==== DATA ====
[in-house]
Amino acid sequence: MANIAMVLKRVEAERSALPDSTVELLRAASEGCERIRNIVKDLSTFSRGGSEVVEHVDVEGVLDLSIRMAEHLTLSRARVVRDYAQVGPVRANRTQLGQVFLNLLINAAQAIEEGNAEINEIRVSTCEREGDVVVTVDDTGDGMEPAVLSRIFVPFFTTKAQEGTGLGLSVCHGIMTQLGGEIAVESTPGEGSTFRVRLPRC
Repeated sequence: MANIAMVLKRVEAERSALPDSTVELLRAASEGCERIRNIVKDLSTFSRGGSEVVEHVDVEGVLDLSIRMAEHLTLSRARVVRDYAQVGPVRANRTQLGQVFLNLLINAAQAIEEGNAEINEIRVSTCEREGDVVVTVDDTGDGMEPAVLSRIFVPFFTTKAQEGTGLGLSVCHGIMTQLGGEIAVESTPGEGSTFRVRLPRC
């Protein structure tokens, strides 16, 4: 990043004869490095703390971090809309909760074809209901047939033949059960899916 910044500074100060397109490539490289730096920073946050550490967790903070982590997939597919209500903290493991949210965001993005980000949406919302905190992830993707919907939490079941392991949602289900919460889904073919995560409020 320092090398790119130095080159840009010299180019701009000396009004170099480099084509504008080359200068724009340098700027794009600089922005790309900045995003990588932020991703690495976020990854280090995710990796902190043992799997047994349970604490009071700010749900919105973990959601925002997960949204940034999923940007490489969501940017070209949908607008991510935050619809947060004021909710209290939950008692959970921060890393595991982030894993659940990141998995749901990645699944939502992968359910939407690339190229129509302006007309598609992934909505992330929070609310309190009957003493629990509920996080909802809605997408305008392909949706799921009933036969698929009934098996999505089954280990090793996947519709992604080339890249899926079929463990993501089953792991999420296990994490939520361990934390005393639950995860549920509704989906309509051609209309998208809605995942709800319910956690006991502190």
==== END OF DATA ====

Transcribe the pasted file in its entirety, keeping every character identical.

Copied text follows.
[in-house]
Amino acid sequence: MANIAMVLKRVEAERSALPDSTVELLRAASEGCERIRNIVKDLSTFSRGGSEVVEHVDVEGVLDLSIRMAEHLTLSRARVVRDYAQVGPVRANRTQLGQVFLNLLINAAQAIEEGNAEINEIRVSTCEREGDVVVTVDDTGDGMEPAVLSRIFVPFFTTKAQEGTGLGLSVCHGIMTQLGGEIAVESTPGEGSTFRVRLPRC
Repeated sequence: MANIAMVLKRVEAERSALPDSTVELLRAASEGCERIRNIVKDLSTFSRGGSEVVEHVDVEGVLDLSIRMAEHLTLSRARVVRDYAQVGPVRANRTQLGQVFLNLLINAAQAIEEGNAEINEIRVSTCEREGDVVVTVDDTGDGMEPAVLSRIFVPFFTTKAQEGTGLGLSVCHGIMTQLGGEIAVESTPGEGSTFRVRLPRC
């Protein structure tokens, strides 16, 4: 990043004869490095703390971090809309909760074809209901047939033949059960899916 910044500074100060397109490539490289730096920073946050550490967790903070982590997939597919209500903290493991949210965001993005980000949406919302905190992830993707919907939490079941392991949602289900919460889904073919995560409020 320092090398790119130095080159840009010299180019701009000396009004170099480099084509504008080359200068724009340098700027794009600089922005790309900045995003990588932020991703690495976020990854280090995710990796902190043992799997047994349970604490009071700010749900919105973990959601925002997960949204940034999923940007490489969501940017070209949908607008991510935050619809947060004021909710209290939950008692959970921060890393595991982030894993659940990141998995749901990645699944939502992968359910939407690339190229129509302006007309598609992934909505992330929070609310309190009957003493629990509920996080909802809605997408305008392909949706799921009933036969698929009934098996999505089954280990090793996947519709992604080339890249899926079929463990993501089953792991999420296990994490939520361990934390005393639950995860549920509704989906309509051609209309998208809605995942709800319910956690006991502190």